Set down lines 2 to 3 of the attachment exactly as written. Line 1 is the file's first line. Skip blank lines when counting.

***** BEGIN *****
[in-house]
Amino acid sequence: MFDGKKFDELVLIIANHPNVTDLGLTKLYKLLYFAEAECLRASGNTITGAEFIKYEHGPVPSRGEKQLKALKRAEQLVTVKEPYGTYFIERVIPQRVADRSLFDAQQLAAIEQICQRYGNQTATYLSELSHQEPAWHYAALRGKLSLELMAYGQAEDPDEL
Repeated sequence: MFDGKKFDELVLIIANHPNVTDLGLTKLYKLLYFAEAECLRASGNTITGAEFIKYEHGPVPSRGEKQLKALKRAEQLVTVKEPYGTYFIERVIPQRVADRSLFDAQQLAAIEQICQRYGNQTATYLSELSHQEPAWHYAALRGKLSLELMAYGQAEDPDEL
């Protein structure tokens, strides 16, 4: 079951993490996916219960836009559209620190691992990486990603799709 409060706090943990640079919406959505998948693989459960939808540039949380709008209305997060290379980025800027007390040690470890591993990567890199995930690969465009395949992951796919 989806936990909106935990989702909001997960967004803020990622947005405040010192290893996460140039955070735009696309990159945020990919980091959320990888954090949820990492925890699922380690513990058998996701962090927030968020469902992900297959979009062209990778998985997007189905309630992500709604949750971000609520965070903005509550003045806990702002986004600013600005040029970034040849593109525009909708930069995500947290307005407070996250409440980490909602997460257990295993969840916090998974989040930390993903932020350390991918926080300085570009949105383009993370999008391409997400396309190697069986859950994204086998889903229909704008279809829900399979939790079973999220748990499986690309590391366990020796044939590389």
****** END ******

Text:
Amino acid sequence: MFDGKKFDELVLIIANHPNVTDLGLTKLYKLLYFAEAECLRASGNTITGAEFIKYEHGPVPSRGEKQLKALKRAEQLVTVKEPYGTYFIERVIPQRVADRSLFDAQQLAAIEQICQRYGNQTATYLSELSHQEPAWHYAALRGKLSLELMAYGQAEDPDEL
Repeated sequence: MFDGKKFDELVLIIANHPNVTDLGLTKLYKLLYFAEAECLRASGNTITGAEFIKYEHGPVPSRGEKQLKALKRAEQLVTVKEPYGTYFIERVIPQRVADRSLFDAQQLAAIEQICQRYGNQTATYLSELSHQEPAWHYAALRGKLSLELMAYGQAEDPDEL